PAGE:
• 9 lunges (9 each leg)
    • 12 kettlebell swings (53lbs) 

Wednesday: More metabolic conditioning.  (This is what the phys. ed. portion of a Throwback workout looks like)

EXAMPLE – Between 3 and 5 rounds of:

  • 2 minutes max distance row
  • 2 minutes max rounds and reps of
    • 2 wall climbs
    • 3 muscle ups
    • 4 toes-to-bar

Thursday: Speed work (usually running, but can be substituted with rowing)

EXAMPLE – 800 meter sprints (Yasso 800s are a predictor of marathon time)

  • 5 sets in beginning of training period, working up to 10 at peak
  • Rest the same amount of time it took to complete the last interval
  • Keep intervals within a few seconds of each other

ANOTHER FAVORITE – sprint ladder

  • 1600m, 800m, 400m, 200m, 100m, 200m, 400m, 800m, 1600m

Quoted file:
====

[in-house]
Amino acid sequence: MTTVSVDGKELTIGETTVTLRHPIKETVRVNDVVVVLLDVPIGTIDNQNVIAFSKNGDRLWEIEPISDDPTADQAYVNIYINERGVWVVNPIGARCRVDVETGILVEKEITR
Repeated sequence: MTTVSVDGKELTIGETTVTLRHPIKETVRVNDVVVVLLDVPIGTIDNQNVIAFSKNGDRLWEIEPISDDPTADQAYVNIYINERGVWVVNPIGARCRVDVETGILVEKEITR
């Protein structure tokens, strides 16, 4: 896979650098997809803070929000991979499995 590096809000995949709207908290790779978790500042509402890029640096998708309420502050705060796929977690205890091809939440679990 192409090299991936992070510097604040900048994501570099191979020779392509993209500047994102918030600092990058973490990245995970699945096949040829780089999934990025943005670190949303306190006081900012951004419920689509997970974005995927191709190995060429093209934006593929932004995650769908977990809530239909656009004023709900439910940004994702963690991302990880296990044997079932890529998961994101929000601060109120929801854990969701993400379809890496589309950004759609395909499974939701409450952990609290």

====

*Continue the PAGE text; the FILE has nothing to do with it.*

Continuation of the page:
Friday: Rest or light workout

Saturday: Long run

  • 12 miles in beginning of training period, working up to 22 with 3 weeks out from race day
  • Get close to your marathon pace especially in the 2nd half

Sunday: Rest

Some of these movements are difficult/technical but can be substituted with other exercises.  Strength training is important, but olympic lifts in particular are not crucial if they are new to you.  I valued intensity and variety more than I did any specific exercise (other than running and rowing).

Completing one long run each week was crucial to my training.  It helped improve my endurance and confidence leading up to the race.  However, I strongly believe that if all I did was run in the months leading up to the marathon, I would have been less healthy and not performed up to my potential during the race. My training method may not work for everyone, but the efficiency of my training routine allowed me to run a very respectable first marathon, maintain muscle mass AND save my joints and bones from all the pounding inherent in typical marathon training.  More importantly, I looked forward to many of these workouts.